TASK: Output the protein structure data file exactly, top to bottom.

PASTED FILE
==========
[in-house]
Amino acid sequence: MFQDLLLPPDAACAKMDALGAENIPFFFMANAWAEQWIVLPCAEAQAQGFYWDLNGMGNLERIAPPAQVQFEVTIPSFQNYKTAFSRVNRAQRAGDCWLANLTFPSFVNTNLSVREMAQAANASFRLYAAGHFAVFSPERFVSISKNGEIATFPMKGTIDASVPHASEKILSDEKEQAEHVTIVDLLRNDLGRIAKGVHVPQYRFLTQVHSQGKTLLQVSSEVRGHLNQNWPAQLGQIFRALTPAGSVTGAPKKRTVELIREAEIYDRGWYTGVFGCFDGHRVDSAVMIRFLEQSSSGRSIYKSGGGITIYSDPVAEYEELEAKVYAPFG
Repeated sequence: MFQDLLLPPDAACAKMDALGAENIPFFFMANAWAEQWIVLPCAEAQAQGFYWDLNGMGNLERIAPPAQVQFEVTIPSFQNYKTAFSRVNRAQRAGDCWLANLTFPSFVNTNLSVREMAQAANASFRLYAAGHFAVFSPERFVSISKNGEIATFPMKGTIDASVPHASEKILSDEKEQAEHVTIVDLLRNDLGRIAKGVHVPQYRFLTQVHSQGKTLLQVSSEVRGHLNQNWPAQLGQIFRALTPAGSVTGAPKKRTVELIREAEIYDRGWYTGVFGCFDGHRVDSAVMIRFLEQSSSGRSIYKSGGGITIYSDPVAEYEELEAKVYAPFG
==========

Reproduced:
[in-house]
Amino acid sequence: MFQDLLLPPDAACAKMDALGAENIPFFFMANAWAEQWIVLPCAEAQAQGFYWDLNGMGNLERIAPPAQVQFEVTIPSFQNYKTAFSRVNRAQRAGDCWLANLTFPSFVNTNLSVREMAQAANASFRLYAAGHFAVFSPERFVSISKNGEIATFPMKGTIDASVPHASEKILSDEKEQAEHVTIVDLLRNDLGRIAKGVHVPQYRFLTQVHSQGKTLLQVSSEVRGHLNQNWPAQLGQIFRALTPAGSVTGAPKKRTVELIREAEIYDRGWYTGVFGCFDGHRVDSAVMIRFLEQSSSGRSIYKSGGGITIYSDPVAEYEELEAKVYAPFG
Repeated sequence: MFQDLLLPPDAACAKMDALGAENIPFFFMANAWAEQWIVLPCAEAQAQGFYWDLNGMGNLERIAPPAQVQFEVTIPSFQNYKTAFSRVNRAQRAGDCWLANLTFPSFVNTNLSVREMAQAANASFRLYAAGHFAVFSPERFVSISKNGEIATFPMKGTIDASVPHASEKILSDEKEQAEHVTIVDLLRNDLGRIAKGVHVPQYRFLTQVHSQGKTLLQVSSEVRGHLNQNWPAQLGQIFRALTPAGSVTGAPKKRTVELIREAEIYDRGWYTGVFGCFDGHRVDSAVMIRFLEQSSSGRSIYKSGGGITIYSDPVAEYEELEAKVYAPFG